Yi Ting Chew, MSci
PhD student | Yale School of Public Health | Department of Epidemiology of Microbial Diseases
Public Health Modeling Unit | 350 George St. | New Haven, CT 06510
Email: [email protected]
MSci in Natural Sciences (Systems Biology) – University of Cambridge
BA in Natural Sciences (Pathology) – University of Cambridge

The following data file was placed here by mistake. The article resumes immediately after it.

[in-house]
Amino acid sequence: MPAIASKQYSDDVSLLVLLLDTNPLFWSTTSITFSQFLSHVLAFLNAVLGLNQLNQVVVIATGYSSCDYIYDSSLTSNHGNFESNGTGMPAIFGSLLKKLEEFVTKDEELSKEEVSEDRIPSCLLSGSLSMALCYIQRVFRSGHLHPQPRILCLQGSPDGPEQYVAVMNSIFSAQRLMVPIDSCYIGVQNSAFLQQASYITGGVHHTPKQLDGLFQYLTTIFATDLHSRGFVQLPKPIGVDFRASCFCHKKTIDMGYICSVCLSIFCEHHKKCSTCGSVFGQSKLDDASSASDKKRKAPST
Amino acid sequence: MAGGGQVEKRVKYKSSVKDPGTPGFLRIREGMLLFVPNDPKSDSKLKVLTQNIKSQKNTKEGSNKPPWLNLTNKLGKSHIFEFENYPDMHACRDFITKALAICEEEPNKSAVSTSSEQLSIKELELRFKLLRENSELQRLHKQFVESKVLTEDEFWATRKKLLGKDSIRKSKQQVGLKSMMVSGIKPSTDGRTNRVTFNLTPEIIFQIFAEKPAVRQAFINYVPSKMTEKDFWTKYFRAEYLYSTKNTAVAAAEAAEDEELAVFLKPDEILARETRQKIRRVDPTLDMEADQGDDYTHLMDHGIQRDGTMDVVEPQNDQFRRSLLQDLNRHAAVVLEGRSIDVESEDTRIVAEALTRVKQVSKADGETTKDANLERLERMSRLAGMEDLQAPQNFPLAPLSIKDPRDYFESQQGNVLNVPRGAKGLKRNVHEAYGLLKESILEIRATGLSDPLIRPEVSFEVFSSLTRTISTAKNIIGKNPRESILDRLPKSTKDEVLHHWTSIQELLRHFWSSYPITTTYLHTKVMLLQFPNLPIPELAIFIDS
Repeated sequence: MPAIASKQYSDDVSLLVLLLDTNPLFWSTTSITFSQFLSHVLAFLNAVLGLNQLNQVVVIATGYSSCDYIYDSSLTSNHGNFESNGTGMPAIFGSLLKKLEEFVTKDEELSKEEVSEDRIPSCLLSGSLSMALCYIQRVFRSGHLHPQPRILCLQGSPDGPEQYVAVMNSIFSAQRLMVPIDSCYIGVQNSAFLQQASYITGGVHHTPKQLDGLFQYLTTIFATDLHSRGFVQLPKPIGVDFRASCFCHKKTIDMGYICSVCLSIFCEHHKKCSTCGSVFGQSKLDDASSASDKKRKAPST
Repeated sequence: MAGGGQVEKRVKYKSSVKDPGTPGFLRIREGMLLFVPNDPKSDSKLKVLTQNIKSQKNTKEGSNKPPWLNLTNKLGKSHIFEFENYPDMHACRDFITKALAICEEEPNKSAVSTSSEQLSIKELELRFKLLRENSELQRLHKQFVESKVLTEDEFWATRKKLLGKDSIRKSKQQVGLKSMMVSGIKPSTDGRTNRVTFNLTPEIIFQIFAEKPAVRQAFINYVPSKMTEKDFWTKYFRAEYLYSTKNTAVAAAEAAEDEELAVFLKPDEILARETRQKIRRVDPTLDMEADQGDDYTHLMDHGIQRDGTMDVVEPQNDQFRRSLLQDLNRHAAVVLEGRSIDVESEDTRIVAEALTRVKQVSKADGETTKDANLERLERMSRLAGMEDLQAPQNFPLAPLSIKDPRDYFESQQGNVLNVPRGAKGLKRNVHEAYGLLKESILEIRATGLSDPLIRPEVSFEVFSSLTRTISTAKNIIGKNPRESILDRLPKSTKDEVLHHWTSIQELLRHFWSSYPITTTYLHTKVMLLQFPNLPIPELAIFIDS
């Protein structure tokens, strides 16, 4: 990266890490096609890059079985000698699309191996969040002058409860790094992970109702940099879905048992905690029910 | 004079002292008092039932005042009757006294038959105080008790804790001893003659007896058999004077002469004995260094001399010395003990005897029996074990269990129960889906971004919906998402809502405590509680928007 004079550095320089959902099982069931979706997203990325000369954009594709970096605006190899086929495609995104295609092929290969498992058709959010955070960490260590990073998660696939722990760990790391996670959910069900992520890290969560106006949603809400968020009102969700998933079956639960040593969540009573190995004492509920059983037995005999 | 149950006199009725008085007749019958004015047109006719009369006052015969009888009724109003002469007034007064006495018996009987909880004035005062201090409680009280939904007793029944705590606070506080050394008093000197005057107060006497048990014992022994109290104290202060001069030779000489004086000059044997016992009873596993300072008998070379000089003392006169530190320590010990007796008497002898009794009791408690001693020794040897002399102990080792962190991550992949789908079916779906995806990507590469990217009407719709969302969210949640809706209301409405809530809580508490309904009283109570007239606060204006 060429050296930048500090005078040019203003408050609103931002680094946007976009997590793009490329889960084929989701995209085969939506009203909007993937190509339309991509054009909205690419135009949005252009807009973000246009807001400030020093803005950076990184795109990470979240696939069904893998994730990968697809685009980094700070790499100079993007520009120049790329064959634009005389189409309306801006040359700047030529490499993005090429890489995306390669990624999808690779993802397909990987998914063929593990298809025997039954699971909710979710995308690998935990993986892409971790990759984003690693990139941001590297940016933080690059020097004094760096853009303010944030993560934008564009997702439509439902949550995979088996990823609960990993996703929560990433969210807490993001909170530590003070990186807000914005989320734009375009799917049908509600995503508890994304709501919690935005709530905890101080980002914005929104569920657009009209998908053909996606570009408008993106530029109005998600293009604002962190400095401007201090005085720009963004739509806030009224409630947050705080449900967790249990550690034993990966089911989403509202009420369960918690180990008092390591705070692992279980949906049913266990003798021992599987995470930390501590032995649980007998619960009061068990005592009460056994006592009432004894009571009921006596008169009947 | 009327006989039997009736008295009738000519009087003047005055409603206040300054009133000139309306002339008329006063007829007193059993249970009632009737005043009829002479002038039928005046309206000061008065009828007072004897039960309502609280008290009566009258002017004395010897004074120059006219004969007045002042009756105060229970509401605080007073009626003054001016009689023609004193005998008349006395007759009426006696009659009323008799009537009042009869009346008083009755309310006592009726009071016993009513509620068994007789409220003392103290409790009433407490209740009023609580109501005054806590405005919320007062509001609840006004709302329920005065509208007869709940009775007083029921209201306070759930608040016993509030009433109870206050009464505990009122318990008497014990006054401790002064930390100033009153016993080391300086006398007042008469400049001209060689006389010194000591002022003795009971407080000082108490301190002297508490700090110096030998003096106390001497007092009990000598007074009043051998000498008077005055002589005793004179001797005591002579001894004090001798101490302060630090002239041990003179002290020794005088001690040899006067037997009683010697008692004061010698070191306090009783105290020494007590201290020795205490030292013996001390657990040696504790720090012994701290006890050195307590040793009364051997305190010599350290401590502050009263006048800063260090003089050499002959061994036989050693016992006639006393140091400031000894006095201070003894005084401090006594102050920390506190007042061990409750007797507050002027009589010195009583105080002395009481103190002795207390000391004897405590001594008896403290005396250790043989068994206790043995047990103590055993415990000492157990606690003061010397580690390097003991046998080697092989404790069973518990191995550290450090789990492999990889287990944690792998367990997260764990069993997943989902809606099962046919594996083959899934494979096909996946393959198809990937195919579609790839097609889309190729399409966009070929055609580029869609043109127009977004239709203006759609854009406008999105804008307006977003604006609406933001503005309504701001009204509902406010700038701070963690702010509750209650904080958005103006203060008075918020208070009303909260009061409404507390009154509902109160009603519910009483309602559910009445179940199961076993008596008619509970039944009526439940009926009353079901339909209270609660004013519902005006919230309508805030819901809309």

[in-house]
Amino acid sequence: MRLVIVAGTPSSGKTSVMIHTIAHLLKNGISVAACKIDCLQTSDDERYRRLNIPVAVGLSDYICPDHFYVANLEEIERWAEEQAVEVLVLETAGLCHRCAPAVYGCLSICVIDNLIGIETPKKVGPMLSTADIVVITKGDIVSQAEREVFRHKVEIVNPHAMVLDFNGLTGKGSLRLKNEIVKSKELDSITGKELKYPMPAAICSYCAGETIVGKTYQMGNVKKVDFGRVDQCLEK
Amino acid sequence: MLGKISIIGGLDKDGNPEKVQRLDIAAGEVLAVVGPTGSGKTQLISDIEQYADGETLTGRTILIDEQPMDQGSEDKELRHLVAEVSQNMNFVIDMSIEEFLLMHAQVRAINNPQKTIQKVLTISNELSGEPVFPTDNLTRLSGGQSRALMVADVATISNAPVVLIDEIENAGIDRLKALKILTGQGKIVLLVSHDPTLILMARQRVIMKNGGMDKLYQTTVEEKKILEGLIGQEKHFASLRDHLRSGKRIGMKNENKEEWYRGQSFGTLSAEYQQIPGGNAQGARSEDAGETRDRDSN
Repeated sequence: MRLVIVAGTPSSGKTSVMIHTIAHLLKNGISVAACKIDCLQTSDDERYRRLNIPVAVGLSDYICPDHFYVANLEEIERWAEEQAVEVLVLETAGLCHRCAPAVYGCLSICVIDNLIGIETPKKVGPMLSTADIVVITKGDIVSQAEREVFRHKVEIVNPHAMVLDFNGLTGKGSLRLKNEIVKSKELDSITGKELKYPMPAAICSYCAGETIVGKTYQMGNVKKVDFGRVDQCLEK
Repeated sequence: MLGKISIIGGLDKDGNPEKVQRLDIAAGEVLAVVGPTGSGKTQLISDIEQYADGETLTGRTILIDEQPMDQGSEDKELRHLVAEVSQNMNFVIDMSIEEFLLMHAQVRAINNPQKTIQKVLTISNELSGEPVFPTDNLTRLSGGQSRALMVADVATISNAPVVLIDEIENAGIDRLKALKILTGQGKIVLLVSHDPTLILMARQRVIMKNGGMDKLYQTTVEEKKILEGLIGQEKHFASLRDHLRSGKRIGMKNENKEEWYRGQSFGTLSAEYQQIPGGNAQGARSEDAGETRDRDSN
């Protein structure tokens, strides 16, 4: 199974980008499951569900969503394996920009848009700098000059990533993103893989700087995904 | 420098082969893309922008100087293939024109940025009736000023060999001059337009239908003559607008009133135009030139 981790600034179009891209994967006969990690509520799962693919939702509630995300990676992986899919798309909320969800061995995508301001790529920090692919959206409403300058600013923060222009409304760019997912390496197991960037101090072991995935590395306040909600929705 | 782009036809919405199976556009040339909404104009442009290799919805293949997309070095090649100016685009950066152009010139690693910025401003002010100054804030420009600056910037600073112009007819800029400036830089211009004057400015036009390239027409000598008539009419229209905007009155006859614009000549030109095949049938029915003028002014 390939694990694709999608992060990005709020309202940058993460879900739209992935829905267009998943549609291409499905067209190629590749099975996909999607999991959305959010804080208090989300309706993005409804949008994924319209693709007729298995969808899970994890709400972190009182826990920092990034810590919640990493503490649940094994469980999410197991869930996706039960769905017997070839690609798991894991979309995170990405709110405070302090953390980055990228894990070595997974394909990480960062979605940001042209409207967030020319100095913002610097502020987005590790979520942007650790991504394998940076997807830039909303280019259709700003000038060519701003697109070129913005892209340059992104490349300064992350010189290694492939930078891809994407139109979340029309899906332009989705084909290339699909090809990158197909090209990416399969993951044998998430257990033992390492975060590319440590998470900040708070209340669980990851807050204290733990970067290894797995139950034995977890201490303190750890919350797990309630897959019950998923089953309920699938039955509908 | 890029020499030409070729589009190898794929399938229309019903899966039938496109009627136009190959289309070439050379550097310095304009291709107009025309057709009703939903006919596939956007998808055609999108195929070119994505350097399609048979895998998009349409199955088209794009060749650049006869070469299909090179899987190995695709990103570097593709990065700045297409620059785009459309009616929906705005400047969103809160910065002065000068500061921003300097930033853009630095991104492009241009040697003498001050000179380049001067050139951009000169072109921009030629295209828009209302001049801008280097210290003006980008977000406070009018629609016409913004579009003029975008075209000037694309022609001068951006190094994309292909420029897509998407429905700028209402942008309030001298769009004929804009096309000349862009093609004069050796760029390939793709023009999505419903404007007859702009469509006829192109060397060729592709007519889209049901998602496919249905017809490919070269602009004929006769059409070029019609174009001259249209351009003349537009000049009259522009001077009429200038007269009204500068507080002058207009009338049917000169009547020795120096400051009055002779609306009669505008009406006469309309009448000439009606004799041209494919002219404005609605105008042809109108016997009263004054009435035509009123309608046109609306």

During my undergraduate studies, I was fascinated with how models help us make sense of infectious disease dynamics and help test our assumptions with mathematical rigor. Wildlife surveillance is challenging and I saw the limitations of relying only on epidemiological data for understanding complex disease ecology. I undertook my Master’s degree in Systems Biology and worked within the Disease Dynamics Unit at the University of Cambridge to improve my skills in statistics and genomic technologies. Specifically, I was keen to research how I could use pathogen genomes to reconstruct the transmission dynamics of diseases that evade timely detection. I developed a phylodynamic simulation framework for inferring inter-species transmission of tuberculosis and discovered that phylogenies could help distinguish between distinct spillover dynamics even with incomplete sampling. After completing my MSci, I worked with the Agency for Science, Technology, and Research (A*STAR) on the phylodynamic inference of transmission dynamics of COVID-19 outbreaks in migrant worker dormitories. Currently, my research interests are in identifying the drivers of transmission of mosquito-borne viruses using a combination of methods in modeling, simulation, and population genetics. When I’m not in front of a monitor, I’m likely thinking of good noodle recipes or out walking and getting bitten by a million bugs.